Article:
Vitamin D and fish oil supplements and risk of autoimmune disease (January 2022)

Link to full paper:

Link to opinion piece by the authors:


In this huge US study, 12786 men ≥50 years and 13 085 women ≥55 years were studied over a period of 5 years. During this period, they received either:

  1. 1) vitamin D and omega-3 fish oils;
  2. 2) vitamin D and omega-3 placebo;
  3. 3) vitamin D placebo and omega-3 fish oils; or
  4. 4) vitamin D placebo and omega-3 placebo.

The vitamin D (2000 International Units/day) and omega-3 fish oil (1gram/day, of which 460mg EPA and 380mg DHA) contained similar doses to supplements that can typically be bought in shops. Vitamin D status was measured one year in, as the level of plasma 25(OH)D3 (storage form of vitamin D, which can be turned into active form 1,25-(OH)2D3 in liver). Vitamin D increased on average by 40% in people who received vitamin D supplements. Omega-3 status was also measured at one year, as the omega-3 index (concentration of EPA and DHA relative to total fats). Omega-3 levels increased by 55% after one year in those receiving omega-3 fish oil supplements.

Each year, participants completed a questionnaire about newly diagnosed autoimmune disease such as rheumatoid arthritis, polymyalgia rheumatica, autoimmune thyroid disease, psoriasis and inflammatory bowel disease, they could also write in any others. The study does not mention alopecia areata directly, but as AA is believed to be an autoimmune condition too, the results of this study may still be useful to those with AA. Because it can be hard to reach a confirmed diagnosis for many of these autoimmune conditions, the researchers classified participants into two groups: confirmed disease (with sufficient evidence and documentation) or probable disease (insufficient documentation).

In those receiving vitamin D supplements, 123 developed new onset confirmed autoimmune disease, compared to 155 in the placebo group. So, the risk (or ‘Hazard Ratio’) of developing new confirmed autoimmune disease was 0.78 in those receiving vitamin D compared to placebo, meaning there was a 22% lower chance of developing new onset autoimmune disease for those taking vitamin D supplements. When those with probable disease were also included, the evidence was not as strong and no beneficial effect was observed.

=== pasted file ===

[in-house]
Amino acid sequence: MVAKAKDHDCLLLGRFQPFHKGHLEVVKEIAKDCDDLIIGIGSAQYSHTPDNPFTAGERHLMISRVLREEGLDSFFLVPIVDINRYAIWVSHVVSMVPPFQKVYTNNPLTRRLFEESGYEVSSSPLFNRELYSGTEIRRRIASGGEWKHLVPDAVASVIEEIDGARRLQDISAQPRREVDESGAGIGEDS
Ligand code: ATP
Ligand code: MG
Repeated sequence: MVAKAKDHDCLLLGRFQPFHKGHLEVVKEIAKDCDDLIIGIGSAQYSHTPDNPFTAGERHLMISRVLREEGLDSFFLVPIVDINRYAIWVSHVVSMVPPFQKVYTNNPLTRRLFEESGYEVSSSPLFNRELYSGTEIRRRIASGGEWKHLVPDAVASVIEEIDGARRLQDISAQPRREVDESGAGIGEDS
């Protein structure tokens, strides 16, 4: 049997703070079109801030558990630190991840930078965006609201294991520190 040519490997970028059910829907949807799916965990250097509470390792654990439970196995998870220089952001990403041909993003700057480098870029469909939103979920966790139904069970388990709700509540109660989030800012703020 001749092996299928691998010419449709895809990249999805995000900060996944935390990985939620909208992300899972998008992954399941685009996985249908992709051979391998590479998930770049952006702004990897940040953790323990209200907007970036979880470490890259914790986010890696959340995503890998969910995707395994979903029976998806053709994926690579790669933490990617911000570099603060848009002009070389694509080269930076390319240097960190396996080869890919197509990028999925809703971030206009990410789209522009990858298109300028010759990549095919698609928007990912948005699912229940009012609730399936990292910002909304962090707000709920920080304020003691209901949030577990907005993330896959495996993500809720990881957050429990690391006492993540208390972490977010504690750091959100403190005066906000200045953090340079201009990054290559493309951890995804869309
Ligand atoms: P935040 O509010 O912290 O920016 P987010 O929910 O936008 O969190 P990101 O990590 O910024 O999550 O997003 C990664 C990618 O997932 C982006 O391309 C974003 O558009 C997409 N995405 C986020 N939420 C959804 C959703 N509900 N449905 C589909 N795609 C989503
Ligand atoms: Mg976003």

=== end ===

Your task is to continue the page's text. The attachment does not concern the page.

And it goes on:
Of people receiving omega-3, 130 in the treatment and 148 in the placebo group had new onset confirmed autoimmune disease. Statistically, the evidence was not strong enough to say there was an effect of omega-3. But, when those with probable autoimmune disease were included, 208 in the omega-3 and 249 in the placebo group had new onset autoimmune disease. This represented an 18% lower risk overall. They also showed that the difference between omega-3 and placebo was more evident during the last 2 years of the study (years 3-5).

Interestingly, the reduction in risk with vitamin D supplementation was higher in those with a lower body mass index (BMI = weight ÷ height2). For omega-3, the beneficial effect was greater in those with a family history of autoimmune disease compared to those with no family history. Vitamin D is mostly known for its roles in calcium uptake and bone health. But it is also known to affect immune cells, which are able to bind vitamin D on their surface through specific vitamin D receptors. When the active form of vitamin D binds to an immune cell, the cell changes its function and which types of molecules it spits out to control the environment around it (called cytokines).

Omega-3 fats can also affect the local environment in and around cells, as EPA and DHA can react with oxygen to turn into active signalling molecules called eicosanoids. This process may improve the way the immune system works, as the environment becomes less stressful (lower inflammation) when omega-3s are present.

It should be noted that this study was done in adults over the age of 50, so it is unclear if similar effects would be seen in younger people, and autoimmune diseases with a low age of onset. The authors also note that autoimmune disease in the US is on the rise in general and this may reflect the aging population and the underlying issues with diet and lifestyle (lack of exercise and weight status).


2000 IU/d vitamin D, 1g/d high EPA + DHA omega-3 fish oil, or a combination of vitamin D and omega-3 supplements, reduced the risk of new onset autoimmune disease in a US population over the age of 50, with more pronounced effects after 2 years of supplementation.


Disclaimer: This is an interpretation of the results by the Research Manager, and does not reflect official Alopecia UK policy, nor does it constitute medical advice. Supplements can have negative health effects. For advice on nutrition talk to your doctor or a registered dietitian.